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AMD officially releases Ryzen Threadripper 1900X

by Tarinder Sandhu on 31 August 2017, 14:01

Tags: AMD (NYSE:AMD)

Quick Link: HEXUS.net/qadlaj

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AMD brought some serious CPU horsepower to the table when it announced a trio of Ryzen Threadripper CPUs earlier in the month. At that time, however, only the 1950X and 1920X were available. Understandably so, as AMD wanted to hit Intel with the heavy guns first.

As a quick recap, here is how the trio of high-end desktop chips compare against one another and a whole host of other Ryzen processors.

AMD Ryzen product range

Model
Cores / Threads
TDP
L3 Cache
Base Clock
Turbo Clock
XFR
DDR4 Support
Package
Price
AMD Ryzen Threadripper
Ryzen Threadripper 1950X
16 / 32
180W
32MB
3.4GHz
4.0GHz
200MHz
Quad 2666
TR4
$999
Ryzen Threadripper 1920X
12 / 24
180W
32MB
3.5GHz
4.0GHz
200MHz
Quad 2666
TR4
$799
Ryzen Threadripper 1900X
8 / 16
180W
16MB
3.8GHz
4.0GHz
200MHz
Quad 2666
TR4
$549
AMD Ryzen 7
Ryzen 7 1800X
8 / 16
95W
16MB
3.6GHz
4.0GHz
100MHz
Dual 2666
AM4
$499
Ryzen 7 1700X
8 / 16
95W
16MB
3.4GHz
3.8GHz
100MHz
Dual 2666
AM4
$399
Ryzen 7 1700
8 / 16
65W
16MB
3.0GHz
3.7GHz
50MHz
Dual 2666
AM4
$329
AMD Ryzen 5
Ryzen 5 1600X
6 / 12
95W
16MB
3.6GHz
4.0GHz
100MHz
Dual 2666
AM4
$249
Ryzen 5 1600
6 / 12
65W
16MB
3.2GHz
3.6GHz
100MHz
Dual 2666
AM4
$219
Ryzen 5 1500X
4 / 8
65W
16MB
3.5GHz
3.7GHz
200MHz
Dual 2666
AM4
$189
Ryzen 5 1400
4 / 8
65W
8MB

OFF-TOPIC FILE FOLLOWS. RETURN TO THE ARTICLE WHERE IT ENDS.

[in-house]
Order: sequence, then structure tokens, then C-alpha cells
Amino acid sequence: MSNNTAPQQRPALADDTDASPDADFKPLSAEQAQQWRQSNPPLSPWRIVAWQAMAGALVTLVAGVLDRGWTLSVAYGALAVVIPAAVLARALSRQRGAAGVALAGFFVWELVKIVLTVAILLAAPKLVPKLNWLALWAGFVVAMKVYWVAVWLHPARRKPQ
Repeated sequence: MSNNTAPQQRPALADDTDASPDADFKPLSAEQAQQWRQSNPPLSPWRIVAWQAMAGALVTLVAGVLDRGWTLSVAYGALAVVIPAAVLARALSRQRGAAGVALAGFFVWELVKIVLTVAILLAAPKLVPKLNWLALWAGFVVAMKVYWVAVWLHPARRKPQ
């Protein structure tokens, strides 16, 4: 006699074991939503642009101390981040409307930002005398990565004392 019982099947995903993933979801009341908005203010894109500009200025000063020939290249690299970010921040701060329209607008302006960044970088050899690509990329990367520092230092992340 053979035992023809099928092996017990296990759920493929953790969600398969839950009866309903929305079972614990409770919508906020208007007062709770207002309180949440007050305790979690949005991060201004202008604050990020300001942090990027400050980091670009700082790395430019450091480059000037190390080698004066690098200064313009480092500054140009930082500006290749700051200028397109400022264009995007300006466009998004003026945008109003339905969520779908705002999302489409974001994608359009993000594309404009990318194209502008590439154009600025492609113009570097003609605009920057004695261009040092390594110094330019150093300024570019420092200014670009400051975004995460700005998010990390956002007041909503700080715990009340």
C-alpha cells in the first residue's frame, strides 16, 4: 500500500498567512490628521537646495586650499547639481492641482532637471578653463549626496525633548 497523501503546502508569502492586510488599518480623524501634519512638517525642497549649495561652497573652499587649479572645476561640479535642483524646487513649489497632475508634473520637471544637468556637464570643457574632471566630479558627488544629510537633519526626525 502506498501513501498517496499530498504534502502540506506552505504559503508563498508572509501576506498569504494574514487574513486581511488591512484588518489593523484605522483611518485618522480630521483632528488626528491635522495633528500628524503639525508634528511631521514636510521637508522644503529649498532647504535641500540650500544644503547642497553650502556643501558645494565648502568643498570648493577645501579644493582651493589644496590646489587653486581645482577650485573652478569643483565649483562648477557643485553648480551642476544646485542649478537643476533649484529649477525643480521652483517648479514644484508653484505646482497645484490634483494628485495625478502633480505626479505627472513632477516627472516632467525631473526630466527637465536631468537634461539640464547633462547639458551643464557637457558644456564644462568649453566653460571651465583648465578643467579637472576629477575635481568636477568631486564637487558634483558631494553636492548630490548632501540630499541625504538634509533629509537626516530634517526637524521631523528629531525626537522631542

3.2GHz
3.4GHz
50MHz
Dual 2666
AM4
$169
AMD Ryzen 3
Ryzen 3 1300X
4 / 4
65W
8MB
3.5GHz
3.7GHz
200MHz
Dual 2666
AM4
$129
Ryzen 3 1200
4 / 4
65W
8MB
3.1GHz
3.4GHz
50MHz
Dual 2666
AM4
$109

We mention Threadripper again as today sees the full retail availability of the eight-core, 16-thread 1900X model, priced at $549 (£499?). Some may argue that there is little point or need for this chip because it isn't a whole lot better than the widely available Ryzen 7 1800X from a performance perspective, especially as that chip is now available for $459 (£439) right now.

It seems as if AMD is aware of this potential positioning quandary and has sought to delineate the key performance and platform differences on a press conference call yesterday.

Threadripper 1900X is great for productivity, not so great at gaming

The 1900X shares familial characteristics with other Threadripper CPUs, and this means that AMD chooses the best-performing five per cent of wafers and allocates them to the high-end desktop platform. A direct consequence, the company says, is being able to run the chips at higher speeds, with the 1900X operating at 3.9GHz all-core turbo clock, which is obviously higher than Ryzen 7 1800X.

That being the case, AMD's own numbers show it to be faster at heavily-loaded applications than the AM4 alternative. Of course, one could argue that ramping up full-socket processor power from 95W to 180W enables higher speeds through increased voltage whilst having access to quad-channel memory certainly doesn't hurt performance. At stock, we're looking at 10 per cent advantage.

However, it's not all good news for Threadripper 1900X. Having to run communications across two diagonal dies doesn't do it any favours when gaming, because the clockspeed and memory bandwidth advantage is wiped out when we look at lowish-resolution gaming. The Ryzen 7 1800X is faster in three of AMD's own benchmarks. Putting that into context, Intel's Core series still tends to be better at gaming than any Ryzen, even as we increase the resolution to a more GPU-taxing 2,560x1,440.

Threadripper is a platform story

We could have intuited the above without recoursing to benchmarks, and we already know about the surfeit of memory channels, USB and PCIe lanes on the X399 platform. What made the call newsworthy was the announcement that AMD will be bringing in bootable NVMe RAID for the X399 chipset on September 25, to be made available via a BIOS update across all compatible motherboards.